Thursday, 2 July 2015

Naira falls to 230 to 1 US Dollar


These are definitely not interesting times for the
nation’s economy, particularly the national
currency, the naira, no thanks to the depleting
reserves and the subsequent banning of
importers of 41 items from the foreign exchange
market by the Central Bank of Nigeria.
Barely 10 days after the CBN stopped forex sale
to importers of rice, textile and 39 other items,
the naira on Wednesday crashed to 230 against
the United States dollar at the parallel market,
down from 218 recorded on June 23 when the
new forex rule was introduced.
The policy, which has pushed huge forex demand
from the interbank (official) market to the
parallel (black) market and the Bureau de
Change retail segment, has led to artificial
scarcity of dollar and other major foreign
currencies as operators now hoard them in
anticipation of higher prices.
The naira had fallen to 220, 223, 226.5 and 228
against the dollar in the past one week.
Black market and BDC operators, however, told
our correspondent that serious dollar liquidity
squeeze was already hitting the market and
operators were no longer in possession of huge
stock of forex to meet rising demands, especially
from the importers of the banned items.
Using the CBN figures, analysts had estimated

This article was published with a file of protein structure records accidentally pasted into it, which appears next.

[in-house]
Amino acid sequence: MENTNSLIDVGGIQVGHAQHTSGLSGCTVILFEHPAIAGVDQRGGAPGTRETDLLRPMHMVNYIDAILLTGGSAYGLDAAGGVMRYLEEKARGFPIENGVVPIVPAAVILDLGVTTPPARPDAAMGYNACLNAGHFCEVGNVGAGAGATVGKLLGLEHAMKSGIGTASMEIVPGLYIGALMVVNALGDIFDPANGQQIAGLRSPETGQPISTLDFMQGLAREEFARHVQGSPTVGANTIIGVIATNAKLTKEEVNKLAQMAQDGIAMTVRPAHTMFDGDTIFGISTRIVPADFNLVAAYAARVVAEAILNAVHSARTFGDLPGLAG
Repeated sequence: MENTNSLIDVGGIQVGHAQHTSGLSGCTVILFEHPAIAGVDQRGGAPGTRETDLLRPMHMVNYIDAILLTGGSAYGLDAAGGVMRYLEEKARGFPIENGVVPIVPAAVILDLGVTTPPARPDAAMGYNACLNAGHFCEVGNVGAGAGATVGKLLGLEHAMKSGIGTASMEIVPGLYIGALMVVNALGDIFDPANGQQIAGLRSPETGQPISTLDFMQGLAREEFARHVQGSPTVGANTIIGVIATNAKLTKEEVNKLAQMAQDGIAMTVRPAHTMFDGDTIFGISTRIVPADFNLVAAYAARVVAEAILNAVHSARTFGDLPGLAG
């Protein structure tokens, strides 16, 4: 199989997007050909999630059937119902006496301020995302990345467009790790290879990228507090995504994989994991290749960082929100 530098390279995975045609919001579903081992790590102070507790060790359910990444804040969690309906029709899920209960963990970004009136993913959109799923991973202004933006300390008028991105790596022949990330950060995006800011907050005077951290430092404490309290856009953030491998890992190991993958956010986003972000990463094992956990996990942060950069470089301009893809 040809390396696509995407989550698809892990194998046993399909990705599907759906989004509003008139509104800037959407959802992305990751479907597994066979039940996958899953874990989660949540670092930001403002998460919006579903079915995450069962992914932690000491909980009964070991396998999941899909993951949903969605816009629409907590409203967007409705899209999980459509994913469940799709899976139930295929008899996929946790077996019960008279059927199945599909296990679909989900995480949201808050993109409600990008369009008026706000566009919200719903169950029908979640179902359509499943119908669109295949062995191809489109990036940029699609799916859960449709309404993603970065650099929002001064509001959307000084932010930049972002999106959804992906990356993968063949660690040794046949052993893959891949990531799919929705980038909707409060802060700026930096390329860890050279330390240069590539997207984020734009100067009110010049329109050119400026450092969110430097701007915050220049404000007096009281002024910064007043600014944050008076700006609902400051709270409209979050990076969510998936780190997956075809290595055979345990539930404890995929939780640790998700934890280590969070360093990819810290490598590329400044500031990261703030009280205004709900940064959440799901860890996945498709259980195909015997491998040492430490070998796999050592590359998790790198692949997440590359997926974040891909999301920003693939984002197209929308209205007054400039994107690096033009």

that about $5.7bn quarterly forex demand was
being transferred from the official interbank
market to the black market.
“The situation is getting critical now. There is
serious dollar liquidity squeeze in the market
now. The demand is overwhelming and both the
black market and the BDC segment can no
longer meet the demand,” a black market
operator told our correspondent on Wednesday.
“The market is very volatile now as a result of
the restrictions placed on about 41 items by the
central bank. Most importers are now
patronising the parallel market to source their
dollars,” the head of a BDC, Mr. Harrison Owoh,
told Reuters on Wednesday,.Meanwhile, the
Association of Bureau De Change Operators has
written to the CBN asking it to intervene in the
dollar scarcity in the parallel market and the BDC
segment to save the naira from crashing further.

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